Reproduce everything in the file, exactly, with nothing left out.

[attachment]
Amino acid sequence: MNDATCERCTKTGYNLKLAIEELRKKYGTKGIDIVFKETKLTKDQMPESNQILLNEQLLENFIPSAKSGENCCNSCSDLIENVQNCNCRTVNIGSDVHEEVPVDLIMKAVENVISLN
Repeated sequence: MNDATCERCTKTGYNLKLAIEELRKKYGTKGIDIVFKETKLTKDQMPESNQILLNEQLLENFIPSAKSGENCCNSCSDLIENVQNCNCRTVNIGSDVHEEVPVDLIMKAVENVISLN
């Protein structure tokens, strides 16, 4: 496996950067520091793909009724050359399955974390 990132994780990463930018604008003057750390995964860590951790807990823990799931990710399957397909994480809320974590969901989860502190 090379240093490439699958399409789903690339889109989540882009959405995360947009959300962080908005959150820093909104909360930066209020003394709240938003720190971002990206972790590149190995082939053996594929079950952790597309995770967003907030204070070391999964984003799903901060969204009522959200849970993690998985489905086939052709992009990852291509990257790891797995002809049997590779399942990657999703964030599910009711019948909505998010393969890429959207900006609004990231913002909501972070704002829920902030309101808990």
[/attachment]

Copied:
Amino acid sequence: MNDATCERCTKTGYNLKLAIEELRKKYGTKGIDIVFKETKLTKDQMPESNQILLNEQLLENFIPSAKSGENCCNSCSDLIENVQNCNCRTVNIGSDVHEEVPVDLIMKAVENVISLN
Repeated sequence: MNDATCERCTKTGYNLKLAIEELRKKYGTKGIDIVFKETKLTKDQMPESNQILLNEQLLENFIPSAKSGENCCNSCSDLIENVQNCNCRTVNIGSDVHEEVPVDLIMKAVENVISLN
């Protein structure tokens, strides 16, 4: 496996950067520091793909009724050359399955974390 990132994780990463930018604008003057750390995964860590951790807990823990799931990710399957397909994480809320974590969901989860502190 090379240093490439699958399409789903690339889109989540882009959405995360947009959300962080908005959150820093909104909360930066209020003394709240938003720190971002990206972790590149190995082939053996594929079950952790597309995770967003907030204070070391999964984003799903901060969204009522959200849970993690998985489905086939052709992009990852291509990257790891797995002809049997590779399942990657999703964030599910009711019948909505998010393969890429959207900006609004990231913002909501972070704002829920902030309101808990």